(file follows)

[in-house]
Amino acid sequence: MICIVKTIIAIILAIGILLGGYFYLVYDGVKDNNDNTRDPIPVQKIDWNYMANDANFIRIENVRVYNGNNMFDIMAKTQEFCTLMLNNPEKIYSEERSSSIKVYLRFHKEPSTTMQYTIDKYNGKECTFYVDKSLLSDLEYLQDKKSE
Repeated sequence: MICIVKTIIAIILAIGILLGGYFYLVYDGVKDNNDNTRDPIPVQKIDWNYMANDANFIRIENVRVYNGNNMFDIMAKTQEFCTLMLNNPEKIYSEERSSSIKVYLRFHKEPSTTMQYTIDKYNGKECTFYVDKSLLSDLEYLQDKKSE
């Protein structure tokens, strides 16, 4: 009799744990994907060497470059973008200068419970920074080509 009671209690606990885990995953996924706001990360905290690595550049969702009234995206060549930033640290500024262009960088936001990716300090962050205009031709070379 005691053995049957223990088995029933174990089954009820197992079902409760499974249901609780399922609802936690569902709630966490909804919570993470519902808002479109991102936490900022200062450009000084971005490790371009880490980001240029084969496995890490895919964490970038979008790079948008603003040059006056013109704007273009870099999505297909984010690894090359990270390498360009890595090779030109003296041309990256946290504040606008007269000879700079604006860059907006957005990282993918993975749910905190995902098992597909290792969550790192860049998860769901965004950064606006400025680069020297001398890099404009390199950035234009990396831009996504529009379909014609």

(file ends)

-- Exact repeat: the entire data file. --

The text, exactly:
[in-house]
Amino acid sequence: MICIVKTIIAIILAIGILLGGYFYLVYDGVKDNNDNTRDPIPVQKIDWNYMANDANFIRIENVRVYNGNNMFDIMAKTQEFCTLMLNNPEKIYSEERSSSIKVYLRFHKEPSTTMQYTIDKYNGKECTFYVDKSLLSDLEYLQDKKSE
Repeated sequence: MICIVKTIIAIILAIGILLGGYFYLVYDGVKDNNDNTRDPIPVQKIDWNYMANDANFIRIENVRVYNGNNMFDIMAKTQEFCTLMLNNPEKIYSEERSSSIKVYLRFHKEPSTTMQYTIDKYNGKECTFYVDKSLLSDLEYLQDKKSE
């Protein structure tokens, strides 16, 4: 009799744990994907060497470059973008200068419970920074080509 009671209690606990885990995953996924706001990360905290690595550049969702009234995206060549930033640290500024262009960088936001990716300090962050205009031709070379 005691053995049957223990088995029933174990089954009820197992079902409760499974249901609780399922609802936690569902709630966490909804919570993470519902808002479109991102936490900022200062450009000084971005490790371009880490980001240029084969496995890490895919964490970038979008790079948008603003040059006056013109704007273009870099999505297909984010690894090359990270390498360009890595090779030109003296041309990256946290504040606008007269000879700079604006860059907006957005990282993918993975749910905190995902098992597909290792969550790192860049998860769901965004950064606006400025680069020297001398890099404009390199950035234009990396831009996504529009379909014609």